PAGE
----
At iPhone J.D. the ever-helpful Jeff Richardson explains an app to allow access to PACER on the iPad and iPhone.
Jim Calloway likes Google’s Chrome web browser and devotes a column to resources to help lawyers make the switch.
Baffled by Bitcoin? Bob Ambrogi and J. Craig Williams are joined by two distinguished guest experts in a podcast:
Vote in Lawyerist’s Best Law Firm Websites Competition, 2014 Edition. The only criterion suggested is notable:
Responsive web design turned out to play a big factor in getting to the top ten. A responsive website should look good on any screen, from a big desktop display to a smartwatch. Law websites still have a way to go on this, though. Many great-looking nominations — including some websites built in the last year — wound up in the discard pile because they are not responsive.
According to Business Insider, Google’s own redundant backups ensure that you will eventually reclaim all your data. You can rely on this or implement your own recovery plan. [Hint: implement your own plan].
Pretty good hint! Beverly Michaelis goes on to explain exactly what to do and how to do it.
Lots of things to like about the Oregon Law Practice Management blog, including the elegant and effective “About” page, which has given me some ideas for upgrading mine. My favorite part is the use of Flickr photos showing the natural beauty of that wonderful state.
Did the Department of Justice unwittingly cause the current pathetically weak condition of U.S. computer security weakness?
Some would say that the Department’s treatment of leading encryption advocate Phil Zimmerman in the 90s, the government created a sort of cloud around the use of this common sense security practice. Through threats to prosecute those who developed and distributed strong encryption, the government discouraged vendors from making their products secure.
The case of United States v. Boyajian, 2013 WL 4189649 (C.D. Cal. 2013) (summary) is a great example. The issue was whether use of encryption meant it was more likely that the defendant had committed criminal acts?
The court decided that the encryption evidence carried a substantial risk of unfair prejudice to the defendant because it tended to prove that his character was dishonest and he did not respect the law due to the suggestion that defendant had a character trait for secretively flouting rules and social norms.
Wow! If I put a lock on my front door, it means I don’t want people, especially malefactors, entering at will. It doesn’t mean I’m a criminal. Encrypting my computer is no different.
The ill-considered DOJ policies from the 90s have left a legacy of ugly attitudes that have facilitated the wave of computer crime that threatens to engulf us today.
When I predicted in my 1999 book, The Complete Internet Handbook for Lawyers that the Internet would make outsourcing of legal work to India popular, people thought I was nutty.
What a difference 10 years made. Now the New York Times reports:
The number of legal outsourcing companies in India has mushroomed to more than 140 at the end of 2009, from 40 in 2005, according to Valuenotes, a consulting firm in Pune, India. Revenue at India’s legal outsourcing firms is expected to grow to $440 million this year, up 38 percent from 2008, and should surpass $1 billion by 2014, Valuenotes estimates.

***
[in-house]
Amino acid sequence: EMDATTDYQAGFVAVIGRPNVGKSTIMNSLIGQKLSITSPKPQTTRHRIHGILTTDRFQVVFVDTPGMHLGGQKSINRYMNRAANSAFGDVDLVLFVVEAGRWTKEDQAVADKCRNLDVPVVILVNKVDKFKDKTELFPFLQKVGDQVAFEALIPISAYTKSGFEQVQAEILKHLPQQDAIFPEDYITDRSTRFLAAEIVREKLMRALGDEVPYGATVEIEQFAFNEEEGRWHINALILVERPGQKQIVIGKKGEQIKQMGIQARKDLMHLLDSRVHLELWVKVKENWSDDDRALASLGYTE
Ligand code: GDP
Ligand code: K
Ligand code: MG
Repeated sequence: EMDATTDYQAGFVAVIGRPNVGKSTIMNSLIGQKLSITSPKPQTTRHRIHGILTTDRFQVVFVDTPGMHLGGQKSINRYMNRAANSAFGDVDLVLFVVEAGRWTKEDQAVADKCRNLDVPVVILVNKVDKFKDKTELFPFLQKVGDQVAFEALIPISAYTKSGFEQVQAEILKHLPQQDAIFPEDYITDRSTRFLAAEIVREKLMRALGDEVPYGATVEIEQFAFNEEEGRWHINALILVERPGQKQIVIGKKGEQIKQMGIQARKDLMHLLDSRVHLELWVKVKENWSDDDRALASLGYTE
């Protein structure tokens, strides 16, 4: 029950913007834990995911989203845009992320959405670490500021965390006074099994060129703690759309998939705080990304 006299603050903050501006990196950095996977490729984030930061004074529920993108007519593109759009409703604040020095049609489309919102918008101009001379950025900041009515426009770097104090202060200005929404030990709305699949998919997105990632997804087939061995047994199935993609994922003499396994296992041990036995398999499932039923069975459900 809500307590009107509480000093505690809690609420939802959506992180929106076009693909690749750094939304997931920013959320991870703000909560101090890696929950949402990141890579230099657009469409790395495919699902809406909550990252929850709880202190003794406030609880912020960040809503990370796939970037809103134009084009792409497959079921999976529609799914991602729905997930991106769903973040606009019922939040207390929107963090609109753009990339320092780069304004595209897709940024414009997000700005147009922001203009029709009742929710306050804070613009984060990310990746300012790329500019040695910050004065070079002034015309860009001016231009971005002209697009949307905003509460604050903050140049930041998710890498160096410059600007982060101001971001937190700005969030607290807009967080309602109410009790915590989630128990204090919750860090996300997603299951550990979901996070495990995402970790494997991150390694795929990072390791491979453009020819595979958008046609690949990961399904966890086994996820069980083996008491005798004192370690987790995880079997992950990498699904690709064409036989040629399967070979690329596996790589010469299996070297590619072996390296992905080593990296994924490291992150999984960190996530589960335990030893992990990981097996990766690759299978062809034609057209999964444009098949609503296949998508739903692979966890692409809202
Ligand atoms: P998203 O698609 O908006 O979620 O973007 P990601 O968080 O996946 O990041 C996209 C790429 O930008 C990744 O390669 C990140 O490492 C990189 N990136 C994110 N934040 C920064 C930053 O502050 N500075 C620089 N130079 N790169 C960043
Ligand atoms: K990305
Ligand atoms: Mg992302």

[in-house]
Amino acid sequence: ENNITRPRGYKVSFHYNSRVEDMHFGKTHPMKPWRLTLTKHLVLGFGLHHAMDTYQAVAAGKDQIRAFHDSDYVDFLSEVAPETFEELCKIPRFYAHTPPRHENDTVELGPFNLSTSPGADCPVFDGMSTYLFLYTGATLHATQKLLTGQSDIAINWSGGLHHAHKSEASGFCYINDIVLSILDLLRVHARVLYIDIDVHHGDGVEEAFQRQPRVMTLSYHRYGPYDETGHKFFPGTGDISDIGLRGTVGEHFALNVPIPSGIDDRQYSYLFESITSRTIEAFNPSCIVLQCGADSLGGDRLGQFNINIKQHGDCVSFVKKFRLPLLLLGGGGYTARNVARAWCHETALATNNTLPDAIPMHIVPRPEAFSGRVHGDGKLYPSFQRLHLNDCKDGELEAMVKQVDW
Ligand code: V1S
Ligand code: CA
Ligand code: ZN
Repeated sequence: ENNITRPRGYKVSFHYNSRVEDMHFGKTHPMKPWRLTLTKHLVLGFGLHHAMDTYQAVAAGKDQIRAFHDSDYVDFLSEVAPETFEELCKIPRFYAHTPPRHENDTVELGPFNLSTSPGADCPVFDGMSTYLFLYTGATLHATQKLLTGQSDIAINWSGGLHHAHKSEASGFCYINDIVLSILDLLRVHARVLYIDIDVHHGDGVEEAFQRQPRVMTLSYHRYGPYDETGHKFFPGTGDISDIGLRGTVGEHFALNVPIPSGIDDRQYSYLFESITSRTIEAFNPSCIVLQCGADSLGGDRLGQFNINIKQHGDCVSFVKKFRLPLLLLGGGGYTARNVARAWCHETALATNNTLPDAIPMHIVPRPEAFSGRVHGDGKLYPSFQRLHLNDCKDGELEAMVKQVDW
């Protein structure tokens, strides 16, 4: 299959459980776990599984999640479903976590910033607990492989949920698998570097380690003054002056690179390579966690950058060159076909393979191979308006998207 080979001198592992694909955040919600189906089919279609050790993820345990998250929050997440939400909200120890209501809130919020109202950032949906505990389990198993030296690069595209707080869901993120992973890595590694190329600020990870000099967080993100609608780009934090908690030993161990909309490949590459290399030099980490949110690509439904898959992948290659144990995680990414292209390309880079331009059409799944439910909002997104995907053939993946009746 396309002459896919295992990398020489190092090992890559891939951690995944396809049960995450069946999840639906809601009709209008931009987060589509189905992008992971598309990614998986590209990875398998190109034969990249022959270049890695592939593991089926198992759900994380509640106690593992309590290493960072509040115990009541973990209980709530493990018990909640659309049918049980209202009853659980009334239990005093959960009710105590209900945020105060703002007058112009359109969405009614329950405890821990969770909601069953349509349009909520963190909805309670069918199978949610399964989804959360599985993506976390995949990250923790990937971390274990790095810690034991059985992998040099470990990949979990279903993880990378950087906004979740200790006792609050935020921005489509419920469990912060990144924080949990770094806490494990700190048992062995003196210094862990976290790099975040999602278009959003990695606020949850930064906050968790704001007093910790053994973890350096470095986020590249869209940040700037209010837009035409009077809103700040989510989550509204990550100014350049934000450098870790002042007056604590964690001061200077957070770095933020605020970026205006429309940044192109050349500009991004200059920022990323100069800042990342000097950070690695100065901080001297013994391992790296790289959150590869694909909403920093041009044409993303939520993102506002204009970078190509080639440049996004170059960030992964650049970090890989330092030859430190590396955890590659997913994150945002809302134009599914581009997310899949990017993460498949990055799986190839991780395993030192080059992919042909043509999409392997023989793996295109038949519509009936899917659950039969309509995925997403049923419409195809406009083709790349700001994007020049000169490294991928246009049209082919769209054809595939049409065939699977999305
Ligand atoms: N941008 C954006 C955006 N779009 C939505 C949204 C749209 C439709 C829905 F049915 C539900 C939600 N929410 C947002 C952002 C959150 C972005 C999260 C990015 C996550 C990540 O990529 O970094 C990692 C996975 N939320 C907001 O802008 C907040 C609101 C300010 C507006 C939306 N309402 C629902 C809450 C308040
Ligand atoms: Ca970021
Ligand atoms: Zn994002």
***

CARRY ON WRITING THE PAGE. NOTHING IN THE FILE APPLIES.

“This is not a blip, this is a big historical movement,” said David B. Wilkins, director of Harvard Law School’s program on the legal profession. “There is an increasing pressure by clients to reduce costs and increase efficiency,” he added, and with companies already familiar with outsourcing tasks like information technology work to India, legal services is a natural next step.
When I published Blogs as a Disruptive Technology in Law Practice magazine a decade ago, my thesis that many law firms would be better off building their websites with blog software than with conventional website design technology was considered by many to be sort of nutty.
I’m pleased to see that an article in Law Practice Today (the online version of Law Practice) shows that the idea has now become conventional wisdom:
During the past half-decade, three factors have fueled a renaissance in password cracking. While password-recovery programs have gained immense computational power by offloading the intensive calculations of dictionary-based and brute-force guessing to off-the-shelf graphics processors, users continue to use the same mnemonics to create passwords that seem secure while being easily memorized. Yet the insecurity of websites — from LinkedIn to Stratfor and from RockYou to Sony — has given researchers real-world lists of millions of hashes from which to uncover the systems that people use to create their passwords.
The result is that, at the same time that the power of cracking programs has skyrocketed, researchers are smarter at guessing the ways that users might create passwords, whittling down the lists of possible passwords. By creating better word lists and more intelligent methods of mangling real words and phrases, hackers and researchers can make an untenable computational problem much more feasible, said Olga Koksharova, spokeswoman for password-recovery firm ElcomSoft, in an e-mail interview.
The Virginia Department of Motor Vehicles website offers a link to a page prepared by the Virginia Information Technologies Agency called Guide to Online Protection – Protect Your Personal Information.
The information on phishing, malware, etc., is at a very basic level, but raising awareness is an essential first step. Good job.